Elon Musk’s dream of landing on Mars is a little closer to reality as SpaceX prepares to launch its Falcon Heavy rocket this month, and it couldn’t be more exciting.
The Falcon Heavy was first announced in 2011 at a news conference in Washington DC, but the idea had been floating around since 2004. And the idea was pretty simple.
SpaceX had the Falcon 9 rocket, which at the time had done a couple of test runs into Low Earth Orbit so they were getting a feel for what it was capable of.
And what they saw was it was a great workhorse to take cargo to the ISS, and satellites to low Earth orbit and smaller payloads to geosynchronous orbit… but there were some payloads that needed more power.
So… Why not strap a few Falcon 9’s together? Boom. Done.
And that’s basically what the Falcon Heavy is, it’s three Falcon 9 cores connected together with a second stage and payload on the top of the middle core, giving it 27 engines total with 5 million pounds of thrust.
Falcon 9 rockets care called Falcon 9 because they have 9 Merlin engines on them.
Liftoff of this thing is going to be awesome. It’s been a long time since we’ve seen a rocket this powerful take off but with SpaceX, the launch is just the precursor to watching them land.
So once it gets into space, the two side cores will disengage, turn around, and head back to the pad.
Then, we are going to watch two Falcon 9s land almost simultaneously. It’ll be like some kind of rocket version of synchronized diving.
The third, middle core will continue to push the dummy cargo into orbit before it disengages, turns and lands on a barge further out to sea.
So once all the first stage cores land, the fairing opens and reveals the dummy cargo, which in the case of this first test flight will be… you guessed it… Elon Musk’s personal original Tesla Roadster.
Never to be outdone in the PR department, Elon Musk announced in December that he was going to use this event to launch his personal Tesla Roadster into Mars orbit. Something he seemed to insinuate was just a joke, but… (show picture)
It’s not a joke. He’s actually launching a car into space.
Just to make it more fun, he says that the stereo on the car will be playing Space Oddity by David Bowie, though I don’t think you’d be able to hear it in the vacuum of space, but still.
And just to be clear, the car isn’t going to Mars, it’s going out to the distance of Mars, so it will circle the sun relatively along Mars’ orbit. For the next billion or so years, according to Elon.
Anyway, when the heavy goes into operation, it will be the most powerful rocket currently in use today, by a factor of 2.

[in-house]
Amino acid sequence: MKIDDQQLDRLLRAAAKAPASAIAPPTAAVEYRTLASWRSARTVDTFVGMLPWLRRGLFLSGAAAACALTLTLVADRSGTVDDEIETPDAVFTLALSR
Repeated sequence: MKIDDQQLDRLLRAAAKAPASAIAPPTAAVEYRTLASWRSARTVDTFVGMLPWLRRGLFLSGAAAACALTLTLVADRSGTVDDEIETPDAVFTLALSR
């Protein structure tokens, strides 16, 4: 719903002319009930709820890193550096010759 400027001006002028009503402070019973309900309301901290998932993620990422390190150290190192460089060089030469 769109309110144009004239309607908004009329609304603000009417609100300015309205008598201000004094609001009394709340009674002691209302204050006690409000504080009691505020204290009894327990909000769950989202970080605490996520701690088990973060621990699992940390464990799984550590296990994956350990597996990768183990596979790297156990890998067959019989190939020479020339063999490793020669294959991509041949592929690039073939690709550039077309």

And it will be 4th most powerful rocket of all time behind the Saturn V, the Space Shuttle, and the Soviet N-1, which had a tendency to explode. Every time. It never made it.
Because it had 30 engines. Mo engines mo problems.
This title will be taken back by NASA once the Space Launch System gets up and running, it’ll actually be more powerful than the Saturn V, but we’re still a year or so out on that.
The Heavy already has a couple of satellite launches scheduled, the Arabsat 6A communications satellite and Space Test Program 2 mission for the US Air Force…
There’s also a plan to carry a Dragon Crew spacecraft with two passengers on a circumlunar mission in late 2018. But that’s very speculative.
So they’re making a Big Falcon Rocket. The BFR.
The BFR combines all the power of the three Falcon cores in the Heavy with 31 next-generation Raptor engines, and a large second stage capable of hauling more cargo than the Saturn V and can land vertically, making it fully reusable.
The Raptor engines in the BFR use a liquid methane and liquid oxygen mix called Methalox as fuel because those are capable of being created on Mars, which is the ultimate destination of the BFR.
But the Raptors are also a huge step up from the Merlin engines because they work at extremely high pressure to burn more efficiently and provide more thrust.
The plan is to begin construction on the BFR sometime in 2018 and the first launch isn’t expected until 2022, but even Elon said that was optimistic.
So we may get a few good years out of the Falcon Heavy yet. But it all starts with the first test launch, which is what makes this so compelling.